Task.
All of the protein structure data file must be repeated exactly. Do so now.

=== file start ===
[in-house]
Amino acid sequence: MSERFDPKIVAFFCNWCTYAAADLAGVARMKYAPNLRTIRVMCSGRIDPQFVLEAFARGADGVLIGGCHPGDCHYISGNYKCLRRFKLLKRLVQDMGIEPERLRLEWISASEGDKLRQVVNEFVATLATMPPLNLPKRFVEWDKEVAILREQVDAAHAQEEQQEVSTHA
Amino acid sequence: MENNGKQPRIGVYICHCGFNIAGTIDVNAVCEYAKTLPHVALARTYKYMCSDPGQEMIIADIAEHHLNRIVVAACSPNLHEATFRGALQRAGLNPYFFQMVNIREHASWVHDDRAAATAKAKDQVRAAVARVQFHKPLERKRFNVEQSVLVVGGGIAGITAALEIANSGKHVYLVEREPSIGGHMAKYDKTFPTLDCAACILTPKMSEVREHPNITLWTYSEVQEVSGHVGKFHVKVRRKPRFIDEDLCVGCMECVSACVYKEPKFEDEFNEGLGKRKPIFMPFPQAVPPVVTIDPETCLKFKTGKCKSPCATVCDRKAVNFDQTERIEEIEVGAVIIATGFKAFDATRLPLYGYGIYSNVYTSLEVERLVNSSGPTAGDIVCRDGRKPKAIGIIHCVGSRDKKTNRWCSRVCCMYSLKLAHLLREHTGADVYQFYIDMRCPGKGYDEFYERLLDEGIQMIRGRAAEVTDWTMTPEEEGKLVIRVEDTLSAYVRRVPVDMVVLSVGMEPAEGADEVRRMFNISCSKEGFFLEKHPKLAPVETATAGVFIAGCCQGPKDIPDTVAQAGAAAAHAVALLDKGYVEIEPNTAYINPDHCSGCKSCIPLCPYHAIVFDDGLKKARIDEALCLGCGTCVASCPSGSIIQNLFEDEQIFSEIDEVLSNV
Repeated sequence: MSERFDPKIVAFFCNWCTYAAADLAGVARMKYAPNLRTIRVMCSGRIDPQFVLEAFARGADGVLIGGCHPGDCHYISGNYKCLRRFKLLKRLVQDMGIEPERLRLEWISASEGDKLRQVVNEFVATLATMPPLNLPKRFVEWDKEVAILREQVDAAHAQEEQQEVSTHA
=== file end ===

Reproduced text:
[in-house]
Amino acid sequence: MSERFDPKIVAFFCNWCTYAAADLAGVARMKYAPNLRTIRVMCSGRIDPQFVLEAFARGADGVLIGGCHPGDCHYISGNYKCLRRFKLLKRLVQDMGIEPERLRLEWISASEGDKLRQVVNEFVATLATMPPLNLPKRFVEWDKEVAILREQVDAAHAQEEQQEVSTHA
Amino acid sequence: MENNGKQPRIGVYICHCGFNIAGTIDVNAVCEYAKTLPHVALARTYKYMCSDPGQEMIIADIAEHHLNRIVVAACSPNLHEATFRGALQRAGLNPYFFQMVNIREHASWVHDDRAAATAKAKDQVRAAVARVQFHKPLERKRFNVEQSVLVVGGGIAGITAALEIANSGKHVYLVEREPSIGGHMAKYDKTFPTLDCAACILTPKMSEVREHPNITLWTYSEVQEVSGHVGKFHVKVRRKPRFIDEDLCVGCMECVSACVYKEPKFEDEFNEGLGKRKPIFMPFPQAVPPVVTIDPETCLKFKTGKCKSPCATVCDRKAVNFDQTERIEEIEVGAVIIATGFKAFDATRLPLYGYGIYSNVYTSLEVERLVNSSGPTAGDIVCRDGRKPKAIGIIHCVGSRDKKTNRWCSRVCCMYSLKLAHLLREHTGADVYQFYIDMRCPGKGYDEFYERLLDEGIQMIRGRAAEVTDWTMTPEEEGKLVIRVEDTLSAYVRRVPVDMVVLSVGMEPAEGADEVRRMFNISCSKEGFFLEKHPKLAPVETATAGVFIAGCCQGPKDIPDTVAQAGAAAAHAVALLDKGYVEIEPNTAYINPDHCSGCKSCIPLCPYHAIVFDDGLKKARIDEALCLGCGTCVASCPSGSIIQNLFEDEQIFSEIDEVLSNV
Repeated sequence: MSERFDPKIVAFFCNWCTYAAADLAGVARMKYAPNLRTIRVMCSGRIDPQFVLEAFARGADGVLIGGCHPGDCHYISGNYKCLRRFKLLKRLVQDMGIEPERLRLEWISASEGDKLRQVVNEFVATLATMPPLNLPKRFVEWDKEVAILREQVDAAHAQEEQQEVSTHA